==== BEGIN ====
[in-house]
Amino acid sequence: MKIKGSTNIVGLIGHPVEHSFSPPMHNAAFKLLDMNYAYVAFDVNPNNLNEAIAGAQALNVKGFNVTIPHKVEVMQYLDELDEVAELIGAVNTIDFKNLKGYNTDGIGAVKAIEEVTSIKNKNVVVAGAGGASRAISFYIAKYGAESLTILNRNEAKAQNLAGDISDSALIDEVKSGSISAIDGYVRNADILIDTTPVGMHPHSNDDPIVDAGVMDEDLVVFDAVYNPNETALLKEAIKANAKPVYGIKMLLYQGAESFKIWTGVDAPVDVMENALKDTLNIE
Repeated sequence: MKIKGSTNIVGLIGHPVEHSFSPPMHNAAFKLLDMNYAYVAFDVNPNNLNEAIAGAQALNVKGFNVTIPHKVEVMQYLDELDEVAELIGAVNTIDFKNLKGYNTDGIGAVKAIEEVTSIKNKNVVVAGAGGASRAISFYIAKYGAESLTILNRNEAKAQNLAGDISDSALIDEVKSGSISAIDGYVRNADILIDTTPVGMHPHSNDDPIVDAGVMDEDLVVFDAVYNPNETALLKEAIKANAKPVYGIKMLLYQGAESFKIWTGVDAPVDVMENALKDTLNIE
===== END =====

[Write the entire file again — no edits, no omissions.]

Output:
[in-house]
Amino acid sequence: MKIKGSTNIVGLIGHPVEHSFSPPMHNAAFKLLDMNYAYVAFDVNPNNLNEAIAGAQALNVKGFNVTIPHKVEVMQYLDELDEVAELIGAVNTIDFKNLKGYNTDGIGAVKAIEEVTSIKNKNVVVAGAGGASRAISFYIAKYGAESLTILNRNEAKAQNLAGDISDSALIDEVKSGSISAIDGYVRNADILIDTTPVGMHPHSNDDPIVDAGVMDEDLVVFDAVYNPNETALLKEAIKANAKPVYGIKMLLYQGAESFKIWTGVDAPVDVMENALKDTLNIE
Repeated sequence: MKIKGSTNIVGLIGHPVEHSFSPPMHNAAFKLLDMNYAYVAFDVNPNNLNEAIAGAQALNVKGFNVTIPHKVEVMQYLDELDEVAELIGAVNTIDFKNLKGYNTDGIGAVKAIEEVTSIKNKNVVVAGAGGASRAISFYIAKYGAESLTILNRNEAKAQNLAGDISDSALIDEVKSGSISAIDGYVRNADILIDTTPVGMHPHSNDDPIVDAGVMDEDLVVFDAVYNPNETALLKEAIKANAKPVYGIKMLLYQGAESFKIWTGVDAPVDVMENALKDTLNIE